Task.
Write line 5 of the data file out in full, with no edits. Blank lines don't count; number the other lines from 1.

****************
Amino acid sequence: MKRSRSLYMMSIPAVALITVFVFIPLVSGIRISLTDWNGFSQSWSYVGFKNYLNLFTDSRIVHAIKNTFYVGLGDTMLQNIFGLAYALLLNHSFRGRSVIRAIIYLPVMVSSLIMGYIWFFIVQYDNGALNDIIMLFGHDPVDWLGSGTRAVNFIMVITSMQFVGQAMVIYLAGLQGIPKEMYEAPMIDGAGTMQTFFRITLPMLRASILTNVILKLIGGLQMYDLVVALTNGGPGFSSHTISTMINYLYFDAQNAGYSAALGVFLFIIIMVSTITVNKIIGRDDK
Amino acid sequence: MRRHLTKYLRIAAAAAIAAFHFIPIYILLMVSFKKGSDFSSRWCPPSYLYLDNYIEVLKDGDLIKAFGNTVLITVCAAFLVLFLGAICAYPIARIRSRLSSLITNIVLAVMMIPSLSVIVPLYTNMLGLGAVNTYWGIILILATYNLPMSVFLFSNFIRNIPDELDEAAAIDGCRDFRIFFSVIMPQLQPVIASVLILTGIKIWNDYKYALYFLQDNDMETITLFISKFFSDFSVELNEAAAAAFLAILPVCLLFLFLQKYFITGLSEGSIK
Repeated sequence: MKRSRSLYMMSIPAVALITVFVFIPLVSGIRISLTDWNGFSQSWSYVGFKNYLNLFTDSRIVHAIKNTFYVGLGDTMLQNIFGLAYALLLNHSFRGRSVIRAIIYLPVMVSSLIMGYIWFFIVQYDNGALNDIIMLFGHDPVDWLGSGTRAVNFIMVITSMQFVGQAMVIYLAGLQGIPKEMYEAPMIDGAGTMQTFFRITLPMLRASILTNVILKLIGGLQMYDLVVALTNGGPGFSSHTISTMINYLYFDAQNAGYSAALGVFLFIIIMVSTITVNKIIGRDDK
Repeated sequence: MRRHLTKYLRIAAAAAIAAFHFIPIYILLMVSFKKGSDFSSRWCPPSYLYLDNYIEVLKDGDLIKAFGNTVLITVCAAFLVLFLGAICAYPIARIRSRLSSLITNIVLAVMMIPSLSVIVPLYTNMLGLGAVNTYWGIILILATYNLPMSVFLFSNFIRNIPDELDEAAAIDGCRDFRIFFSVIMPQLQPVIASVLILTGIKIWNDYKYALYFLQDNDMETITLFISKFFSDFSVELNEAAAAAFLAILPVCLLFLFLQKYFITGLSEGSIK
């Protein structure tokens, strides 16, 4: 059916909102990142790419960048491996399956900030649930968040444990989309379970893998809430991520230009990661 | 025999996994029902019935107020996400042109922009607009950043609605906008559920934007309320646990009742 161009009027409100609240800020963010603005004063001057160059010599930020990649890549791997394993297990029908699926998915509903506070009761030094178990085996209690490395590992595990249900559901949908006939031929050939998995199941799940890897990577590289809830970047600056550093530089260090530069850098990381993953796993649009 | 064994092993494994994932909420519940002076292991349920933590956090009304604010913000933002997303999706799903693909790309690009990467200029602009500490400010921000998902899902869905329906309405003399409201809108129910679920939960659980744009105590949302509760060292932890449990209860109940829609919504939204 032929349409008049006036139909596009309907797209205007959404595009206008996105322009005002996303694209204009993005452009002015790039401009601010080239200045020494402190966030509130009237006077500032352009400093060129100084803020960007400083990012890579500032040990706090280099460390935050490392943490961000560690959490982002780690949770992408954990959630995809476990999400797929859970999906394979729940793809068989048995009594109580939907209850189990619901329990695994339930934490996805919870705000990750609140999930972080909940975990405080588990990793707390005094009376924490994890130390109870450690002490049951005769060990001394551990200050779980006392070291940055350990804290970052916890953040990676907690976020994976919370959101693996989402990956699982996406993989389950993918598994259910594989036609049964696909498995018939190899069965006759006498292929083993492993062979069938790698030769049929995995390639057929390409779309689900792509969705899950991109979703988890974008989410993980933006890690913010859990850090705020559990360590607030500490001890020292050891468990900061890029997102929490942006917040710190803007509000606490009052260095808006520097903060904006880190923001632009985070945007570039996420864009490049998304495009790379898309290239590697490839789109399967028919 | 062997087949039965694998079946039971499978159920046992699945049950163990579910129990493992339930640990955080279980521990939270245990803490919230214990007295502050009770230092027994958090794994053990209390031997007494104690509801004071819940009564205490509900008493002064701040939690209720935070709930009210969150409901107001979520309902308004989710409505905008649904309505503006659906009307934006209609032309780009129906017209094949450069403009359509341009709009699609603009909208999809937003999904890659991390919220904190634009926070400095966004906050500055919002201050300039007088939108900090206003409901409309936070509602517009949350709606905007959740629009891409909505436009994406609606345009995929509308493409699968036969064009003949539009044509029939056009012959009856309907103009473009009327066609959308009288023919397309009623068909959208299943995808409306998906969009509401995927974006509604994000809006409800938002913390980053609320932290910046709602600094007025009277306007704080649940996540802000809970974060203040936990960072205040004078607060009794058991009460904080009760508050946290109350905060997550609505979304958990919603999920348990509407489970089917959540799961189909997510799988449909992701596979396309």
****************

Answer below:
């Protein structure tokens, strides 16, 4: 059916909102990142790419960048491996399956900030649930968040444990989309379970893998809430991520230009990661 | 025999996994029902019935107020996400042109922009607009950043609605906008559920934007309320646990009742 161009009027409100609240800020963010603005004063001057160059010599930020990649890549791997394993297990029908699926998915509903506070009761030094178990085996209690490395590992595990249900559901949908006939031929050939998995199941799940890897990577590289809830970047600056550093530089260090530069850098990381993953796993649009 | 064994092993494994994932909420519940002076292991349920933590956090009304604010913000933002997303999706799903693909790309690009990467200029602009500490400010921000998902899902869905329906309405003399409201809108129910679920939960659980744009105590949302509760060292932890449990209860109940829609919504939204 032929349409008049006036139909596009309907797209205007959404595009206008996105322009005002996303694209204009993005452009002015790039401009601010080239200045020494402190966030509130009237006077500032352009400093060129100084803020960007400083990012890579500032040990706090280099460390935050490392943490961000560690959490982002780690949770992408954990959630995809476990999400797929859970999906394979729940793809068989048995009594109580939907209850189990619901329990695994339930934490996805919870705000990750609140999930972080909940975990405080588990990793707390005094009376924490994890130390109870450690002490049951005769060990001394551990200050779980006392070291940055350990804290970052916890953040990676907690976020994976919370959101693996989402990956699982996406993989389950993918598994259910594989036609049964696909498995018939190899069965006759006498292929083993492993062979069938790698030769049929995995390639057929390409779309689900792509969705899950991109979703988890974008989410993980933006890690913010859990850090705020559990360590607030500490001890020292050891468990900061890029997102929490942006917040710190803007509000606490009052260095808006520097903060904006880190923001632009985070945007570039996420864009490049998304495009790379898309290239590697490839789109399967028919 | 062997087949039965694998079946039971499978159920046992699945049950163990579910129990493992339930640990955080279980521990939270245990803490919230214990007295502050009770230092027994958090794994053990209390031997007494104690509801004071819940009564205490509900008493002064701040939690209720935070709930009210969150409901107001979520309902308004989710409505905008649904309505503006659906009307934006209609032309780009129906017209094949450069403009359509341009709009699609603009909208999809937003999904890659991390919220904190634009926070400095966004906050500055919002201050300039007088939108900090206003409901409309936070509602517009949350709606905007959740629009891409909505436009994406609606345009995929509308493409699968036969064009003949539009044509029939056009012959009856309907103009473009009327066609959308009288023919397309009623068909959208299943995808409306998906969009509401995927974006509604994000809006409800938002913390980053609320932290910046709602600094007025009277306007704080649940996540802000809970974060203040936990960072205040004078607060009794058991009460904080009760508050946290109350905060997550609505979304958990919603999920348990509407489970089917959540799961189909997510799988449909992701596979396309």